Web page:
The ballots have been counted, and now we know how the election would have gone if it had all been up to the students in the Student Vote. Thanks to Elections Canada and to our teachers, our entire school was able to participate. The ample space in our library allowed us to set up a polling station providing plenty of distancing while each class visited separately over two days with students from Division 3 acting as poll clerks, returning officers & candidate representatives.
It was clear that our student electorate had been learning about and preparing for the election, even with only a very short time between school opening and the day of the vote. They knew the parites, party leaders, and some of the topics from the campaign. And it was eye-opening for them to see the names on the ballots, helping many to better understand how their vote would be cast for their local representative.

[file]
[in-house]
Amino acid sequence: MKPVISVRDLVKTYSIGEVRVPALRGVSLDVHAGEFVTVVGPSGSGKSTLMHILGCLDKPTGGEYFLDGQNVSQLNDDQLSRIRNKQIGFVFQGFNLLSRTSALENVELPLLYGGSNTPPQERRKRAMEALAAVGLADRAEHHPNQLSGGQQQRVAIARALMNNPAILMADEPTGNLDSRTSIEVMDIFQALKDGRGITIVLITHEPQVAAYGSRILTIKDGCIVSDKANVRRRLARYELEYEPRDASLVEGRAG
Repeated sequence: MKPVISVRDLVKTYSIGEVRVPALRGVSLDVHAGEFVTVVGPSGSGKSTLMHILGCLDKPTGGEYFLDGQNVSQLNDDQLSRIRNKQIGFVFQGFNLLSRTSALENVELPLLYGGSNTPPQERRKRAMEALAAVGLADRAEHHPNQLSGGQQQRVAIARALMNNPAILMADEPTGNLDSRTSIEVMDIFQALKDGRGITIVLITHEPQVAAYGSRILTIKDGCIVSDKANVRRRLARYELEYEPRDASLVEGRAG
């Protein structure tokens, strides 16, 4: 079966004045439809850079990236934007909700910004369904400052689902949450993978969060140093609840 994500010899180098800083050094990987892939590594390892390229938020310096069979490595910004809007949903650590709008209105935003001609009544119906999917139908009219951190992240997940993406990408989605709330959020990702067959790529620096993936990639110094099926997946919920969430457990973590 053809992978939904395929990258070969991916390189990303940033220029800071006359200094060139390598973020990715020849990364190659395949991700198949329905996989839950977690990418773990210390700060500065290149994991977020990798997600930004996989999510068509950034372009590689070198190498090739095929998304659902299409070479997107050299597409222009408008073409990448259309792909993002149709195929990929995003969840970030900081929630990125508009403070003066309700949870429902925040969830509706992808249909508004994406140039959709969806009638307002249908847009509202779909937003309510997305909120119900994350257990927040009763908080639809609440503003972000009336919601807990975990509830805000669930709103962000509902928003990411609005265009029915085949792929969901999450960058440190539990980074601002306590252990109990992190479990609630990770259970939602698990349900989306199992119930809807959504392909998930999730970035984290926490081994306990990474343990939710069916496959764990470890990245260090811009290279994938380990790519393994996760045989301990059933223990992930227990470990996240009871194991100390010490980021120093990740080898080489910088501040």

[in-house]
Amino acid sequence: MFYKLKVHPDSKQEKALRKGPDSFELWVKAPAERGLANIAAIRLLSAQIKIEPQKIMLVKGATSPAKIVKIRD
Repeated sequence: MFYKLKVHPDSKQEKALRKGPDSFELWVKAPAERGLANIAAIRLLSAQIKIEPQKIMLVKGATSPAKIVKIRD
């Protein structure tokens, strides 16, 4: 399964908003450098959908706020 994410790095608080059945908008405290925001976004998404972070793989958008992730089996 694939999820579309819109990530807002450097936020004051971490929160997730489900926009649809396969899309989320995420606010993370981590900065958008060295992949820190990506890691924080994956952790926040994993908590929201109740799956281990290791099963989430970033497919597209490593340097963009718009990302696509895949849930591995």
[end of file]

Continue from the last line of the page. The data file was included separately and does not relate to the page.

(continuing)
After all the ballots were counted, our results would have sent the same candidate to Ottawa as the one who won the seat in the general election, but the share of the vote going to the other parties was certainly different.
Participating in Student Vote brings additional benefits beyond providing hands-on lessons in civics. Students are much more likely to participate in future elections. They also get a powerful and authentic experience that suppports their understanding of government, politics, elections and civic duty. Students also gain confidence while strengthening critical thinking skills.
Lessons in citizenship will continue even though the election is over, and we will look forward to participating in Student Vote again for future elections,